|Album Review: Troye Sivan's "Bloom" exudes an aura of pure confidence|
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As a special treat on the evening of the release of his long awaited sophomore album, Bloom, Troye Sivan organized a sort of viewing party for his fans. The session, titled "BLOOM: A LIVE STREAM EVENT," was streamed to thousands of viewers not knowing exactly what to expect at first. Was he streaming the entirety of the album mere hours before its worldwide release? Was he just going to chat with viewers until Bloom's arrival? Questions regarding the event didn't go unanswered for long.
The stream began with Sivan running from room to room in an unknown location and performing a select few tracks in each room: lead single "My My My," infectious title track "Bloom," and previously unheard album track "Plum." Thirteen minutes into the stream and we are presented with a slightly chilled Sivan being interviewed by television personality Ross Mathews in front of around two dozen lucky fans on the roof of the Capitol Records building while the sun sets.
"For me, music feels like such a safe place," said Sivan in response to a fan question during the live Q&A portion of the stream. While he may have been speaking about his personal experiences with the process creating music, this is a quote that resonates, in direct relation to his music, with many of his listeners. Since his debut album Blue Neighbourhood was released in 2015, the pop singer has been pushed into the mainstream as somewhat of a queer icon. Listeners have been able to see themselves, their experiences, and their struggles reflected in Sivan's music, allowing his discography to be a safe place of their own.
Now, with the arrival of Bloom, listeners have a new batch of candid bops and ballads to immerse themselves in. The ten track album opens with "Seventeen," a slow building track about testing the waters of a relationship with an older partner as an underage queer individual, an experience shared by more people in the LGBTQ+ community than many would expect. "Seventeen" conceptually lends to the honesty in Sivan's music and the ways in which he leaves few topics off limits.
Sonically,"Seventeen" pulls the singer into a heavy chorus space without allowing the production to overwhelm his vocals. Sivan's alternation in flow and speed is also seen on "My My My," a deceiving track that appears to be fairly mellow before he dives into a compelling upbeat chorus. Sivan is more straightforward on tracks like "Bloom" and "Plum," which are absolute pop bangers with subtle electronic influences. Based on the song's sound and Sivan's presentation of this during the live stream event, "Plum" is going to certainly be an unforgettable performance during the upcoming Bloom tour–I can already envision the blonde haired singer sensually dancing around the stage without a care in the world while the packed audience follows suit.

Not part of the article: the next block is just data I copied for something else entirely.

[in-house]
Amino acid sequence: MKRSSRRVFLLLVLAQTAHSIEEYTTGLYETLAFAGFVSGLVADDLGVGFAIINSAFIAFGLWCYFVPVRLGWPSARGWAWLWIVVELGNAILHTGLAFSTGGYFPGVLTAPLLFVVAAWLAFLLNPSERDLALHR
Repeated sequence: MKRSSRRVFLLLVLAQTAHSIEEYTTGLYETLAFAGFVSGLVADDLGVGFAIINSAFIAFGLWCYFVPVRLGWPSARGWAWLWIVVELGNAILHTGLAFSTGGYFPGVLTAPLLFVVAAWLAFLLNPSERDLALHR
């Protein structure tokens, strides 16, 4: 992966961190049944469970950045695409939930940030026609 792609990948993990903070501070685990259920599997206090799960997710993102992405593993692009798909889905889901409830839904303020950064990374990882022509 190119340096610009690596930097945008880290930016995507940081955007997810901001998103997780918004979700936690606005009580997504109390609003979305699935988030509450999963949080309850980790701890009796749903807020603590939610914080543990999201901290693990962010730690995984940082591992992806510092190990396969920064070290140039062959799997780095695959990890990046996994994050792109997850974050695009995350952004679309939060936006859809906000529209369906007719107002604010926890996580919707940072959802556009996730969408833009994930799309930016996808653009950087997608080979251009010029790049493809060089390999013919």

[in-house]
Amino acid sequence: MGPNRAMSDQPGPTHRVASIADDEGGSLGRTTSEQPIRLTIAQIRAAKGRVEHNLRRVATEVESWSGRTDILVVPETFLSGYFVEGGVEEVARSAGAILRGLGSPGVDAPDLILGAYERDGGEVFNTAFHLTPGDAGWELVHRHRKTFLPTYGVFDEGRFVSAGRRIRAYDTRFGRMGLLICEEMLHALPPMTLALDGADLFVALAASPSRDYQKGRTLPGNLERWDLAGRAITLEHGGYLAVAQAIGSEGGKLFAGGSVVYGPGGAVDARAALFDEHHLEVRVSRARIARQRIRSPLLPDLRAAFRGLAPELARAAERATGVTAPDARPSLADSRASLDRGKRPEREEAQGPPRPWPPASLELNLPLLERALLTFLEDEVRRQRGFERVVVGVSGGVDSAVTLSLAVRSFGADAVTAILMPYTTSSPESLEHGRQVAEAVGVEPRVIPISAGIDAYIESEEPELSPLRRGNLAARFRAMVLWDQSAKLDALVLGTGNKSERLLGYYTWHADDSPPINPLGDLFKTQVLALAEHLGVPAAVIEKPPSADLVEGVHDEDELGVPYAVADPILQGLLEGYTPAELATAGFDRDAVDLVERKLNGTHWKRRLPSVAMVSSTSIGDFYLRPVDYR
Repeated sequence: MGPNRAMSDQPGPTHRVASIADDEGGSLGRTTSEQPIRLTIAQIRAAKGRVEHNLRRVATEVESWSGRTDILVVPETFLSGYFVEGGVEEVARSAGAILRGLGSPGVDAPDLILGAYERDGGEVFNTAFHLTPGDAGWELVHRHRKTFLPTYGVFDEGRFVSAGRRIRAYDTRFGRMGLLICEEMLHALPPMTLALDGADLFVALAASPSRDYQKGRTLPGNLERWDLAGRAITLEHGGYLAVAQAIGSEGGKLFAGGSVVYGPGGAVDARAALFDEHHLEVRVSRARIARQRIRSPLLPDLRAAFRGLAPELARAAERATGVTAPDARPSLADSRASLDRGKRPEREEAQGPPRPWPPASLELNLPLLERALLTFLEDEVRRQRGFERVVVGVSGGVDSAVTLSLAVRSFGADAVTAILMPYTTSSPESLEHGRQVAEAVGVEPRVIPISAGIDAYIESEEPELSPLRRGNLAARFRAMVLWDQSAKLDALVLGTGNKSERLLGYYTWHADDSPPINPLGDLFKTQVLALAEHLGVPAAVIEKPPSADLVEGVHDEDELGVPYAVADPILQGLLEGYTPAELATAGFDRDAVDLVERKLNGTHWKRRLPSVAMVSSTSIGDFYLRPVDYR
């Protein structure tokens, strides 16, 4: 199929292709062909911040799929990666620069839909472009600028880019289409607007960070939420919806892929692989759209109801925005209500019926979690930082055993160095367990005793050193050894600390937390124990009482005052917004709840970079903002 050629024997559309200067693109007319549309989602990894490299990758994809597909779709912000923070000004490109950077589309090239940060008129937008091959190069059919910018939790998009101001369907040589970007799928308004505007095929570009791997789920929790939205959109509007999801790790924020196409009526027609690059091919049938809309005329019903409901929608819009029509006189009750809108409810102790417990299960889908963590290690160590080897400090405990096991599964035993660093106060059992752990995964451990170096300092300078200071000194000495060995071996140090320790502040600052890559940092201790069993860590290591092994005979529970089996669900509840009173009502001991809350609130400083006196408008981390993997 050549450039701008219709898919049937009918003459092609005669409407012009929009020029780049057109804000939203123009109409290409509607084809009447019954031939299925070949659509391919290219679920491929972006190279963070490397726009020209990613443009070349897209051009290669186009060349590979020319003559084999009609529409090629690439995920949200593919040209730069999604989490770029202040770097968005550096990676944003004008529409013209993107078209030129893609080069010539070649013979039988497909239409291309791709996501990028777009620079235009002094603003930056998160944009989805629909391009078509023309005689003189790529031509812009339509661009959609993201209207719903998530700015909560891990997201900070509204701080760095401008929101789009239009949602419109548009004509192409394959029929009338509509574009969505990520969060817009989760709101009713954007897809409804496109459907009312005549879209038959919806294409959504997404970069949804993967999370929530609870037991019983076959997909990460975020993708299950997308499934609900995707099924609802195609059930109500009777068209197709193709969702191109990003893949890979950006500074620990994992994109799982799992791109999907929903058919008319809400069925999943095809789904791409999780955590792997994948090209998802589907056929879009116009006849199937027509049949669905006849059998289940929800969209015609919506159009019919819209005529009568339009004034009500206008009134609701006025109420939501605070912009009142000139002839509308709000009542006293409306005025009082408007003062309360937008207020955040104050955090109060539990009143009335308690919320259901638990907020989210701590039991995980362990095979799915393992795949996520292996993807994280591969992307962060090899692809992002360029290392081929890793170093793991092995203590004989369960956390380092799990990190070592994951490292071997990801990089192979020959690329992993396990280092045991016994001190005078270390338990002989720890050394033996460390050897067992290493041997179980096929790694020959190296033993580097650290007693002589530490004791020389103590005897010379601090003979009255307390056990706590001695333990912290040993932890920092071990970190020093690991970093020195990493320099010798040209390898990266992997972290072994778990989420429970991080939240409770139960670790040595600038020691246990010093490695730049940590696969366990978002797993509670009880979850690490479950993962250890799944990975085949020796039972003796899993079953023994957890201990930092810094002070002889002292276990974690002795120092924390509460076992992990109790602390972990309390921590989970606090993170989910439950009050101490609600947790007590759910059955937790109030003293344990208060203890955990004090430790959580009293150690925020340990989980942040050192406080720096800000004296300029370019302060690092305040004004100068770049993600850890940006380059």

During the livestream, Sivan had mentioned that he feels more confident in both himself and his songwriting, and the content provided on a number of Bloom tracks radiates this confidence. We see it on more playful tracks like "Lucky Strike," an upbeat pop track about kissing someone who tastes like Lucky Strike cigarettes, and "Dance To This," Sivan's buoyant collaboration with Ariana Grande. This confidence is intertwined throughout the entirety of the Bloom era, even down to the music videos for "Dance To This" and "My My My," which all place Sivan in an environment conducive to his desire to unhinge himself from restraints and flow freely to the beat of his music.
Surprisingly, Sivan's confidence is most notable on Bloom's charming love songs. On "Animal," the sultry final track on the album and an ode to the boy he loves, Sivan sings "I want you all to myself, don't leave none for nobody else / I am an animal with you." Further along on the track, the singer admits that he would put his life on the line for his lover, a theme that also appears on "What A Heavenly Way To Die." Clearly an individual who loves with his entire being, Sivan presents an uncomplicated vulnerability on these tracks, placing his usual pop productions to the side in favor of smoother instrumentations.
These stripped down tracks serve well to showcase Sivan's vocal talents outside of a purely pop space. Teaming up with Australian singer-songwriter Gordi, "Postcard" is a piano based track that allows them to experiment vocally in a way that expands the emotional connection created by the overall vibe of the track. The singers are able to play off of each other's talents and create unique moments by changing up the enunciation of certain lyrics. Similarly, Sivan uses the free-flowing feel of "The Good Side" to remain honest and tell a story of what it's like to be the one to walk away from a relationship and into new, exciting experiences, while your partner doesn't necessarily have that same luxury.
We're arriving at a moment in music where listeners are seeking more honest content from artists, and are valuing those who present themselves as an open book far more than those who remain closed off. The writing for Bloom was completed with some of Sivan's closest friends, such as Alex Hope, Leland, and Allie X, which made for a more candid outcome than if he were to have written with less familiar faces. This is only his second album, but Troye Sivan has made it clear that he isn't the type of artist to hide himself from the world. In fact, he's bringing Bloom directly to the world on his upcoming tour set to begin in September–you can find tickets here.